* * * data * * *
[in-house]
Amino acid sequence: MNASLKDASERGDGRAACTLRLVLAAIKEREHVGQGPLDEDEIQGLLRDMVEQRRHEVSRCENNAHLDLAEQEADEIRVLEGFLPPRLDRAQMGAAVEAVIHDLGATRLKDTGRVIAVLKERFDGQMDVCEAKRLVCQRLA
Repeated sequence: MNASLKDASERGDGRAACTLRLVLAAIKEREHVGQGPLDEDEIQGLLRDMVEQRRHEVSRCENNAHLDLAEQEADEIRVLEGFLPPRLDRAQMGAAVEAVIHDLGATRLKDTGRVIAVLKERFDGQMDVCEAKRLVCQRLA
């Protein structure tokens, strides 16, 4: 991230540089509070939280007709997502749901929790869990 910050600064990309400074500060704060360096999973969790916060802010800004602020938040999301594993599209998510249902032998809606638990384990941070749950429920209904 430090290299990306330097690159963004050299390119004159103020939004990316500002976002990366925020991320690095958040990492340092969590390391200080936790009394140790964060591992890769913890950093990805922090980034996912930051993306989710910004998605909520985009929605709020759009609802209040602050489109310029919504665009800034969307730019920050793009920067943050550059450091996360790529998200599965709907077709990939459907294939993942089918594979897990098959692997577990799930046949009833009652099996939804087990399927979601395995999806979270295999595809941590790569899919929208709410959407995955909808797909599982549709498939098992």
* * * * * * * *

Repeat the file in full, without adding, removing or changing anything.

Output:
[in-house]
Amino acid sequence: MNASLKDASERGDGRAACTLRLVLAAIKEREHVGQGPLDEDEIQGLLRDMVEQRRHEVSRCENNAHLDLAEQEADEIRVLEGFLPPRLDRAQMGAAVEAVIHDLGATRLKDTGRVIAVLKERFDGQMDVCEAKRLVCQRLA
Repeated sequence: MNASLKDASERGDGRAACTLRLVLAAIKEREHVGQGPLDEDEIQGLLRDMVEQRRHEVSRCENNAHLDLAEQEADEIRVLEGFLPPRLDRAQMGAAVEAVIHDLGATRLKDTGRVIAVLKERFDGQMDVCEAKRLVCQRLA
């Protein structure tokens, strides 16, 4: 991230540089509070939280007709997502749901929790869990 910050600064990309400074500060704060360096999973969790916060802010800004602020938040999301594993599209998510249902032998809606638990384990941070749950429920209904 430090290299990306330097690159963004050299390119004159103020939004990316500002976002990366925020991320690095958040990492340092969590390391200080936790009394140790964060591992890769913890950093990805922090980034996912930051993306989710910004998605909520985009929605709020759009609802209040602050489109310029919504665009800034969307730019920050793009920067943050550059450091996360790529998200599965709907077709990939459907294939993942089918594979897990098959692997577990799930046949009833009652099996939804087990399927979601395995999806979270295999595809941590790569899919929208709410959407995955909808797909599982549709498939098992």